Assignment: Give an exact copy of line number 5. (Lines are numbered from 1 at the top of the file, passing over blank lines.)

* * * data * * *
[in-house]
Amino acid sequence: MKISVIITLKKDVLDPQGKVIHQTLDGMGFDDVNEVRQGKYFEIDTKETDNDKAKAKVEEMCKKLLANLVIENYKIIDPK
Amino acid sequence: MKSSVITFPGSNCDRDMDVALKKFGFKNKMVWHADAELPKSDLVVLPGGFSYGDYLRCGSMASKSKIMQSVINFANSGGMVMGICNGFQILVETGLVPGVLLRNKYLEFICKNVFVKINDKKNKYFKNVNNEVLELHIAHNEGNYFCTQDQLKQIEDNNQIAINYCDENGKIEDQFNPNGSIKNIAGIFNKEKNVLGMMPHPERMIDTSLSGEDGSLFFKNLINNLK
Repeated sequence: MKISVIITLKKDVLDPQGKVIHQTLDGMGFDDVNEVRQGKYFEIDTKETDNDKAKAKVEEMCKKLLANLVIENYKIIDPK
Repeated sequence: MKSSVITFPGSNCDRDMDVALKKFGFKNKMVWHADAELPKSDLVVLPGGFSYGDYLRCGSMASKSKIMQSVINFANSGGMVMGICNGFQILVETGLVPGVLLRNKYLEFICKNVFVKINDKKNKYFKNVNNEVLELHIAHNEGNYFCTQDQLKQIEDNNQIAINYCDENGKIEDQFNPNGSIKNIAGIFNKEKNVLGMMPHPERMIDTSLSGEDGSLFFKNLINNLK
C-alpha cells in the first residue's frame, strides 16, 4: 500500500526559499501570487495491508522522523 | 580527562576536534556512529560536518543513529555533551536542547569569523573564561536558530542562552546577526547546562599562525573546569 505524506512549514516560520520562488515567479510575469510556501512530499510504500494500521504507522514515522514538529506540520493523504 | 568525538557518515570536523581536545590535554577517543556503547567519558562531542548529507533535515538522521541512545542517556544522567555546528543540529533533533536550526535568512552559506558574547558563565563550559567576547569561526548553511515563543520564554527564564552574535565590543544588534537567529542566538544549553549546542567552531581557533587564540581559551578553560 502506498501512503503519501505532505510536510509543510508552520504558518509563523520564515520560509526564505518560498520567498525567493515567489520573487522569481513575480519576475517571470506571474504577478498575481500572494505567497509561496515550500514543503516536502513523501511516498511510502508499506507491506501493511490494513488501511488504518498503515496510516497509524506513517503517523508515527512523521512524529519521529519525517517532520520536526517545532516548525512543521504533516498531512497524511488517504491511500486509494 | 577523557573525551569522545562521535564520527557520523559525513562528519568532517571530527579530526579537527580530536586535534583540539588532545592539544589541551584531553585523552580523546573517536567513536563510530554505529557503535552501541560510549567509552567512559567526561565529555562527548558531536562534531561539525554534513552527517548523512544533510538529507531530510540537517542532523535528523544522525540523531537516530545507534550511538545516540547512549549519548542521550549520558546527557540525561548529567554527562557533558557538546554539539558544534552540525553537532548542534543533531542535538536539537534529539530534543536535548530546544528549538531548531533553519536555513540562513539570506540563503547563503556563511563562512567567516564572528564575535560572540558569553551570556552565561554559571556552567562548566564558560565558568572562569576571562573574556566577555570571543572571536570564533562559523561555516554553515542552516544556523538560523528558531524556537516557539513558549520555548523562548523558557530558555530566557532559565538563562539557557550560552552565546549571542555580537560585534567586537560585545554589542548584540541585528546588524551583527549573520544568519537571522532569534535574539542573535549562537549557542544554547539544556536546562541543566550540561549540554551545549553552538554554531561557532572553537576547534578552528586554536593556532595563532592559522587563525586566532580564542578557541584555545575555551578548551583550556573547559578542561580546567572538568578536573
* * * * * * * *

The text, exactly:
Repeated sequence: MKSSVITFPGSNCDRDMDVALKKFGFKNKMVWHADAELPKSDLVVLPGGFSYGDYLRCGSMASKSKIMQSVINFANSGGMVMGICNGFQILVETGLVPGVLLRNKYLEFICKNVFVKINDKKNKYFKNVNNEVLELHIAHNEGNYFCTQDQLKQIEDNNQIAINYCDENGKIEDQFNPNGSIKNIAGIFNKEKNVLGMMPHPERMIDTSLSGEDGSLFFKNLINNLK